The two-part New York Times examination of Hillary Clinton's role in the disastrous U.S. intervention against Libyan dictator Muammar al-Qaddafi includes a revealing sidebar featuring various people's opinions about what went wrong. A few of my favorites:
Michael T. Flynn, former head of the Defense Intelligence Agency: "This was a disaster. This was not a failure. It was a disaster.… We made it worse. All I know is that in Libya we took a guy out—again not a great guy—but a guy who maintained stability in a bad neighborhood."
Philip H. Gordon, assistant secretary of state for European and Eurasian affairs under Clinton: "I'm not among the people who thinks there was a magical way we could have done this right. The 'failure-to-follow-up' critique in particular drives me crazy because it implies that if we'd only paid attention, et cetera, everything would be O.K.…We gave the Libyans a chance. It turned out that they weren't up to it—or maybe we weren't up to it. Maybe it was just too hard."
David H. Petraeus, retired general and former CIA director: "It's pretty easy in hindsight. In the wake of Qaddafi's fall, we weren't quick enough to get in there and try to do something and actually have a meaningful contribution that could help secure and stabilize the situation.…It's very hard to say whether additional assets in a comprehensive manner would have been enough. But what we did was certainly not enough."
Derek Chollet, former State Department, National Security Council and Defense Department official: "When I looked at Libya, I thought, all right, we've got a small population, six million people, we have tremendous energy resources that had been underdeveloped, we had the international community that is extraordinarily unified and invested in Libya's success. I mean, this is the opposite of Iraq in every way. So by God, if we can't succeed here, it should really make one think about embarking on these kind of efforts."
It really should, shouldn't it? This experience should give pause even to the most enthusiastic interventionist, imparting a lesson about the limits of American power and the impossibility of doing just one thing in a world full of complexity and unintended consequences. Yet Clinton seems unfazed by the hideous results of her signature achievement as secretary of state. Here is what she told the Council on Foreign Relations last November:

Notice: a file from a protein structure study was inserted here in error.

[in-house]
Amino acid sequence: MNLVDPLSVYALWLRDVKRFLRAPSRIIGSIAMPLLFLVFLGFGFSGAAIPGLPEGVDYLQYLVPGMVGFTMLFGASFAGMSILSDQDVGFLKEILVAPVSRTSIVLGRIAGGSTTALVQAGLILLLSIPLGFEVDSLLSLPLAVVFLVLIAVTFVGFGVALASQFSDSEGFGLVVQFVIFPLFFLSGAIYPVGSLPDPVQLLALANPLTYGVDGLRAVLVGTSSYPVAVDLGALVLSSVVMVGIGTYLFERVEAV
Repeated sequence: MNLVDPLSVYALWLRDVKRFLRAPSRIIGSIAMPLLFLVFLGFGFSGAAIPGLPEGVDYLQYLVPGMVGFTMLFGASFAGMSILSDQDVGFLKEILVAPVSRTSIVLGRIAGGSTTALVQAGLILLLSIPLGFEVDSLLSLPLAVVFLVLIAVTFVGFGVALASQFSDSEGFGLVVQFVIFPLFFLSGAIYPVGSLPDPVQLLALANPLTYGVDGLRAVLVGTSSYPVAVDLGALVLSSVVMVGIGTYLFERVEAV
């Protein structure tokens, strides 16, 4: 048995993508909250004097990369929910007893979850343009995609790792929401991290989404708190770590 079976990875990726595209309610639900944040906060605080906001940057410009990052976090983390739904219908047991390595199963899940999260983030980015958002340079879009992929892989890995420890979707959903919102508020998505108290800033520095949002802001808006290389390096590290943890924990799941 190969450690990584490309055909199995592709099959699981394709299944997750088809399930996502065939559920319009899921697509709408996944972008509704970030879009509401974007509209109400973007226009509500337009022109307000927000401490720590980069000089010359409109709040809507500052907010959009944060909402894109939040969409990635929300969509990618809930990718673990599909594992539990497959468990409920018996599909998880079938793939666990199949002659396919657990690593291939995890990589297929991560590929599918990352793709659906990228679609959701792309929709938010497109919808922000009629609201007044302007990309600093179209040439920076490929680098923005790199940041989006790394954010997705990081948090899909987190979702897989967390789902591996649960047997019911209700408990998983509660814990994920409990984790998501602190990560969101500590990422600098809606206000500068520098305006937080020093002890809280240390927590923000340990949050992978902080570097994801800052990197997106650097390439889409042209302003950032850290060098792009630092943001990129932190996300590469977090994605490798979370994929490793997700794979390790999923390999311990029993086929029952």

And with the developments in Libya, for example, the Libyan people have voted twice in free and fair elections for the kind of leadership they want. They have not been able to figure out how to prevent the disruptions that they are confronted with because of internal divides and because of some of the external pressures that are coming from terrorist groups and others. So I think it's too soon to tell. And I think it's something that we have to be, you know, looking at very closely.
Recall that it took Clinton more than a decade after the invasion of Iraq to publicly admit voting for that war was a mistake, for many of the same reasons that choosing sides in Libya's civil war was a mistake. So maybe she will have a similar epiphany about Libya sometime around 2022. By that point she could be halfway through her second term as president—plenty of time for more disastrous decisions, presumably starting with Syria. But the timing of her second thoughts about Libya won't really matter, because she is clearly a person who does not learn from her mistakes, even when she acknowledges them.